The Price is Right! Or Is It? Parkinson's Meds and Me
Last updated: September 2022
I take medications to control certain symptoms of Parkinson’s disease. I consider myself fortunate that there are generic forms of the drugs I take each day, which are Azilect, Requip and Sinemet.
Last night while I could not sleep and wanted something fruitful to do, I looked at how much I spent on Parkinson’s meds last year. I keep monthly records but never totaled all 12 months. Fruitful? Maybe. It was certainly eye opening.
Learning about Parkinson's medications
I knew nothing about Parkinson’s medications when first diagnosed. I read about levodopa, monoamine oxidase-B inhibitors, dopamine agonists, and catechol-O-methyltransferase inhibitors.
I watched online webinars and read information on the websites of several national foundations.
I found local folks taking these meds and talked to them. Some Parkinson’s medications may be regular, controlled release, or extended release. The type of medication and the effect each drug offers throughout the day will vary from person to person.
Communicating with your doctor
Variations occur in part by which medication is prescribed and how well instructions are followed. Your doctor, often a neurologist or movement disorder specialist, will discuss your symptoms and the medication options available to you before deciding which to prescribe.
I think it is very important to communicate well with your doctor. You want to be able to explain how you feel in general, what happens when a medication does not seem effective or as effective as in the past, and whether a drug seems to last until the next dose.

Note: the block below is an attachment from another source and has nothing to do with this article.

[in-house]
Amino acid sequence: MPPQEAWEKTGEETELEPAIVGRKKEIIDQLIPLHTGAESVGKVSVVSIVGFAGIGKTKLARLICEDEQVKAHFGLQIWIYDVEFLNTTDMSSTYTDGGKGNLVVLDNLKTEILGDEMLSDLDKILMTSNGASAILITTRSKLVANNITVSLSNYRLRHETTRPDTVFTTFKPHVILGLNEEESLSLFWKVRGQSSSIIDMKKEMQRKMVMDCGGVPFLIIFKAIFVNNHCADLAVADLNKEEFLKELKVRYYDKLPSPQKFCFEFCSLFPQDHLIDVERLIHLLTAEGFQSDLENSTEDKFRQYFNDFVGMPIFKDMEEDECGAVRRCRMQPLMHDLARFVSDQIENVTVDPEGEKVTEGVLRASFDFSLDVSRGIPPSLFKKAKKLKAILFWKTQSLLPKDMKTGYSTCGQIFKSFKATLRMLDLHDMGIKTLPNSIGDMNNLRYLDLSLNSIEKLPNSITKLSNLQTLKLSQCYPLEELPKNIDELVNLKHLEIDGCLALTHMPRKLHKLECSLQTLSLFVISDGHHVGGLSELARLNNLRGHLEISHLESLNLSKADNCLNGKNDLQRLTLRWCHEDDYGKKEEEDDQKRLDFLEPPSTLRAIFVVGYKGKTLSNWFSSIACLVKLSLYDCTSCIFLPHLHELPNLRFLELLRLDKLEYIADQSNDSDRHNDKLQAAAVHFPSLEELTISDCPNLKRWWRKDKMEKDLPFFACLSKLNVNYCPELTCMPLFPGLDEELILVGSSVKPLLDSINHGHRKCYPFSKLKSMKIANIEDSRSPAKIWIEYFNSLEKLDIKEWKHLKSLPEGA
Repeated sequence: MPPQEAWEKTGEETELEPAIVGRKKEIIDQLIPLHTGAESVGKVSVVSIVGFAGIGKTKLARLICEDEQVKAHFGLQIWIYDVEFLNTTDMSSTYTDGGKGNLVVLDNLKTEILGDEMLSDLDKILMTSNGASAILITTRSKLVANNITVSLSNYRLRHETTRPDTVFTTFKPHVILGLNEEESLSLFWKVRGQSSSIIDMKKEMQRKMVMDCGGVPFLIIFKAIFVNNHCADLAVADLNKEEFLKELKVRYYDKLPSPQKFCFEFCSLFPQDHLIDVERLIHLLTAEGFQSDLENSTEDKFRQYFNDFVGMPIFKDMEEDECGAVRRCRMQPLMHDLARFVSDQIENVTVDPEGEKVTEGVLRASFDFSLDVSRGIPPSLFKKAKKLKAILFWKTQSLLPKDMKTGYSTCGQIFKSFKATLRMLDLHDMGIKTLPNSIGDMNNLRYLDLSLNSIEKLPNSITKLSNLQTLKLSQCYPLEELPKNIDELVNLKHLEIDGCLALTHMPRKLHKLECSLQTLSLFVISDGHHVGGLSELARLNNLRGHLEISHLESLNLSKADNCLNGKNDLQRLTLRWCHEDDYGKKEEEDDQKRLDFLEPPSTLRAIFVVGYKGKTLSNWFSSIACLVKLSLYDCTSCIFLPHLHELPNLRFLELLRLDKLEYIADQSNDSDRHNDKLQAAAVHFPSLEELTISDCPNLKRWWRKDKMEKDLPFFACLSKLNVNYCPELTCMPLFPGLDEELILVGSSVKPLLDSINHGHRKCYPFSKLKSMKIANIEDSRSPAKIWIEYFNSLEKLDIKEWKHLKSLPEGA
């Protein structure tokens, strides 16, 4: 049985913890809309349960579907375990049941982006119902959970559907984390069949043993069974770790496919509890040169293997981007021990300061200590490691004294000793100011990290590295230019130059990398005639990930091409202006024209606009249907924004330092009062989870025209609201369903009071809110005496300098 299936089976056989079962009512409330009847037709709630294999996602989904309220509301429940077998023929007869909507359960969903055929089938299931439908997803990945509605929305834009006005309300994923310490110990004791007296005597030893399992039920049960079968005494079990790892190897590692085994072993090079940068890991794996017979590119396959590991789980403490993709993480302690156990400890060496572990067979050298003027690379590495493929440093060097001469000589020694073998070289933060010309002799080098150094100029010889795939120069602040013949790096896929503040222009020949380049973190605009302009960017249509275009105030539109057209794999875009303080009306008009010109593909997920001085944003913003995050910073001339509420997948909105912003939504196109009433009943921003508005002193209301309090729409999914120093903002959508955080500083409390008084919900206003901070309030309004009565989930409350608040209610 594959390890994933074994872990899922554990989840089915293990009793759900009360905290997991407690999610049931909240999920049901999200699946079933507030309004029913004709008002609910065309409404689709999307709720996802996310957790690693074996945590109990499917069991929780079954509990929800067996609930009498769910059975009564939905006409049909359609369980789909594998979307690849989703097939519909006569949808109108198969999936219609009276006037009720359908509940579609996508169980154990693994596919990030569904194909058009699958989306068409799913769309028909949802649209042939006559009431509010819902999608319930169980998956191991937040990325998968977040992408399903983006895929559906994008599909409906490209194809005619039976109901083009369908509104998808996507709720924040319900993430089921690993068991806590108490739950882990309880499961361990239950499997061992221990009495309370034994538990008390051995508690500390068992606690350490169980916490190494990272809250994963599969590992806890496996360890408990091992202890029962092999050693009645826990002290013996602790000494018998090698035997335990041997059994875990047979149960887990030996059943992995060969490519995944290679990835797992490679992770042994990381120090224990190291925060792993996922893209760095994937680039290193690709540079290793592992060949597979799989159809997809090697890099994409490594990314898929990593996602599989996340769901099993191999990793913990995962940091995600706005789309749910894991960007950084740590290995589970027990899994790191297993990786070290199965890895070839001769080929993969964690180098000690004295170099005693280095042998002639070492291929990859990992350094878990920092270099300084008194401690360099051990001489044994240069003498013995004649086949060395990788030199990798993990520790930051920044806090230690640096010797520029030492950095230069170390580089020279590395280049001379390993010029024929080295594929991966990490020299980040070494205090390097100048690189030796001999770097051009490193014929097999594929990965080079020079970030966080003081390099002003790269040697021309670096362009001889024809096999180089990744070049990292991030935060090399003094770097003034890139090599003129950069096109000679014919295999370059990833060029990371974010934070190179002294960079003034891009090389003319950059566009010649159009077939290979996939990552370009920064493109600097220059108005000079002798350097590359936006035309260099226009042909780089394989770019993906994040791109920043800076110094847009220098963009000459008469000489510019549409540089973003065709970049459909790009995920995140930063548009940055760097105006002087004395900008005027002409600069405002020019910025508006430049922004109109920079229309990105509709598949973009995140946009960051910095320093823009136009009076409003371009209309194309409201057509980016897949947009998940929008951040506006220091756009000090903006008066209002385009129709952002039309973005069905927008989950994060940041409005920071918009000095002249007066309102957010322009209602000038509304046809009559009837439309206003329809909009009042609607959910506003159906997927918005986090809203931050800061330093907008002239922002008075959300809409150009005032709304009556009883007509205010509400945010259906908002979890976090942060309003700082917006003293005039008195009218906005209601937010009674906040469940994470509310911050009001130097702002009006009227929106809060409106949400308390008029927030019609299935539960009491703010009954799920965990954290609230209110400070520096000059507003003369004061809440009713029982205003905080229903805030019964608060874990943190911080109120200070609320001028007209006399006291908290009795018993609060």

The cost of prescriptions
As for the cost of each prescription, it seems to me that out-of-pocket expenses vary based on such factors as where you live, whether you work or are retired, and are living on social security or such.
Other things to consider are your health insurance coverage, whether the drug is available as a generic, the tier in which it falls, if you have met your deductible and whether you qualify for, and receive, prescription assistance. There may be other factors, but you get the idea – it is complicated!
Now that I know the basics, I listen carefully if my doctor mentions a new drug. I also listen to a little voice inside my head that asks, "how much does it cost?" And then I wonder if my insurance covers it.
Addressing the price
So, yes, last night I added up my annual and monthly insurance expenses along with co-pays that vary before and after meeting my policy’s deductible. I thought about that money for a while, and to add insult to injury, I thought about how insurance premium and prescription costs rise faster than my retirement income.
I found myself wondering how paying for meds affects other persons with Parkinson’s (PWP). I despise the thought of a fellow PWP being forced to choose between picking up a prescription and buying food or paying for necessary medical or household expenses. And, I did not attempt to address PWP in countries where access to medications is extremely difficult or impossible.
I appreciate the fact that the medicine combo I take controls my symptoms for now. I am grateful they are available and I can currently afford them. I do not think I need to share the sum I spent on them last year but I will say this, my husband and I would have enjoyed a lovely vacation instead.
On average, how many times per month do you (or your caregiver) go to the pharmacy?
Join the conversation